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Dutch Schools Asked to Follow Extra Security Tips While Using Chrome

Dutch Schools Asked to Follow Extra Security Tips While Using Chrome


Dutch Schools Asked to Follow Extra Security Tips While Using Chrome

Schools and colleges in the Netherlands intending to use Chrome OS or Chrome browser are asked to follow extra measures for security until they’re upgraded to be safer.

Some of them include disabling certain services and enabling privacy-enhanced mode by default. Also, Google is asked to set the ad personalization off by default and route its cloud data storage in Europe. All these until Google upgrades its products to be better off with security and transparency as per GDPR.

Extra Caution For Dutch Students

In a letter sent to the Dutch parliament this week, the Netherlands’ Minister of Education and the Minister of Primary and Secondary Education have noted their security concerns about using Google’s Chrome browser and ChromeOS.

While they know that Google collects data from its users, it shares the data with other companies who might be doing anything other than offering the promised services. Since they lack faith in Google’s data protection measures, they asked Google to update its products to be better in this.

They mentioned having discussions with Google, Microsoft, and Zoom regarding data protection, and assurances were given to make their products more transparent and compatible with the local data protection regulations.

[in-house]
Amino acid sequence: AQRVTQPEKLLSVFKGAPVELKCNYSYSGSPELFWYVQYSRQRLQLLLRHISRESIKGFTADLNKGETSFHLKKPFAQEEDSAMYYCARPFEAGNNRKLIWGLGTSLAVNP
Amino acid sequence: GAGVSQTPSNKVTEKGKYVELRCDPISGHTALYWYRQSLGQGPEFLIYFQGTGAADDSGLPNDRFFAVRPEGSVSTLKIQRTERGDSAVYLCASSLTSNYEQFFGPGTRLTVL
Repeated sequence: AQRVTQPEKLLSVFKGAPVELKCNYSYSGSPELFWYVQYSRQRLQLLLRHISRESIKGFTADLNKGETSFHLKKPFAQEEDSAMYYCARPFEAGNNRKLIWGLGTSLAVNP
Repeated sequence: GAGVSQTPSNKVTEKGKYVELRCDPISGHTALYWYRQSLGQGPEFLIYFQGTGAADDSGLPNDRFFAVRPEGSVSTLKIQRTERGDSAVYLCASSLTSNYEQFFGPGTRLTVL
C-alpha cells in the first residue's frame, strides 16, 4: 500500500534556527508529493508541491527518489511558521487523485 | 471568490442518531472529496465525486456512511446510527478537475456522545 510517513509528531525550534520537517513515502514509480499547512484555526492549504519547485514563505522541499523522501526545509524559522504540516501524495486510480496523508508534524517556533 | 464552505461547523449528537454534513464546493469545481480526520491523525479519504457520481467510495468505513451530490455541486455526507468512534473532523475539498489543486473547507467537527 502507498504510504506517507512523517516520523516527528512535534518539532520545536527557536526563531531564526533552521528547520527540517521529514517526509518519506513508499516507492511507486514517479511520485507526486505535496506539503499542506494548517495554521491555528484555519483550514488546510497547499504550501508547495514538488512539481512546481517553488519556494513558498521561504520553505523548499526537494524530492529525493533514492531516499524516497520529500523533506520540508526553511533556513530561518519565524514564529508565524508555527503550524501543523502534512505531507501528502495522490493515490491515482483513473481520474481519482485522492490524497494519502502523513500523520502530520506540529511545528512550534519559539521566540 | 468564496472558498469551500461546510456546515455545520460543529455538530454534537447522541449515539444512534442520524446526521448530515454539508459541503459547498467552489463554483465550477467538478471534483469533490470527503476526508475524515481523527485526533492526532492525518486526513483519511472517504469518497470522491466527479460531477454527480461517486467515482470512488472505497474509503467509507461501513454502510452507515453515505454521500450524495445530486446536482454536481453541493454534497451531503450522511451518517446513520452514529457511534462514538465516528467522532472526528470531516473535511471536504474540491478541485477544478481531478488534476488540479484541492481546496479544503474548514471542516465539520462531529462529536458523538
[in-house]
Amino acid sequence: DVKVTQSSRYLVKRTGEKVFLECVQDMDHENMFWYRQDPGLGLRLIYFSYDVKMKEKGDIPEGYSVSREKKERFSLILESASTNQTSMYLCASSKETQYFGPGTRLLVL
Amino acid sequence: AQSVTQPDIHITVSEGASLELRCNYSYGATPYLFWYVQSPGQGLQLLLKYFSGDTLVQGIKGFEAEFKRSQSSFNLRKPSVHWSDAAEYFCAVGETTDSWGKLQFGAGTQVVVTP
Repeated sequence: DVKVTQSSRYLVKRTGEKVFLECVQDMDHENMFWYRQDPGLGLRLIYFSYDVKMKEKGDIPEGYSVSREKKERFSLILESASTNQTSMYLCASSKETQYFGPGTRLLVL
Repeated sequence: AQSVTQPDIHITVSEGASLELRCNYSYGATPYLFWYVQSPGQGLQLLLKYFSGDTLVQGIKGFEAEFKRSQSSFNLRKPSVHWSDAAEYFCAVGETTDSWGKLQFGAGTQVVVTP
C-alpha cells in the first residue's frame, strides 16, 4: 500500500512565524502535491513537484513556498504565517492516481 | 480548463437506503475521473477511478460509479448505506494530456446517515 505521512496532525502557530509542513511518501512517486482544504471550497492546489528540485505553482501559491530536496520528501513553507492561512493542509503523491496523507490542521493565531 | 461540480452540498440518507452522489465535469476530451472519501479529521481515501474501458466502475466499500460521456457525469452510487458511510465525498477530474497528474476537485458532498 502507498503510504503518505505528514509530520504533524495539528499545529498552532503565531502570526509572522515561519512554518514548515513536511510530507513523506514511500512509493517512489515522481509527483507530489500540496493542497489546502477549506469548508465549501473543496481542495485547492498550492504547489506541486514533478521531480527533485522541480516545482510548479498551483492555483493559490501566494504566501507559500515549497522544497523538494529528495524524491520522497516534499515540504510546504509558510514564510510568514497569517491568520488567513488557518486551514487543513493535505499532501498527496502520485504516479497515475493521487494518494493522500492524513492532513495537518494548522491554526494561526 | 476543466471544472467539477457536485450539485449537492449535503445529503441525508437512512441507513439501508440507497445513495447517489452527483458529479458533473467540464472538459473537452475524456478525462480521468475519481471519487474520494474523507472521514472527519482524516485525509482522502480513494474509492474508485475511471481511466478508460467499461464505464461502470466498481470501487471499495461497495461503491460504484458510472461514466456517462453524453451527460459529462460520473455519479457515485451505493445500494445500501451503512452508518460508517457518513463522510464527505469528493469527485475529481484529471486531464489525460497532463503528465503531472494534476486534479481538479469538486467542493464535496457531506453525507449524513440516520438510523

In terms of Google, this might lag until August 2023. Thus, the Dutch education ministry has asked all the colleges and schools to follow extra measures in case they continue to use the Chrome browser and ChromeOS.

These include implementing specific Group Policies, and disabling certain services like automatic website translation, spell checks, and ad personalization. Further, the YouTube embedding must be used with ‘privacy-enhanced mode, and it’s highly recommended to avoid Google Search Engine!

The regulators also ask Google to set the location of its Cloud storage service to Europe and restrict users from changing the setting at any time. All these measures are according to EU SURF regulations, and some from GDPR – aimed at protecting the citizens’ data.

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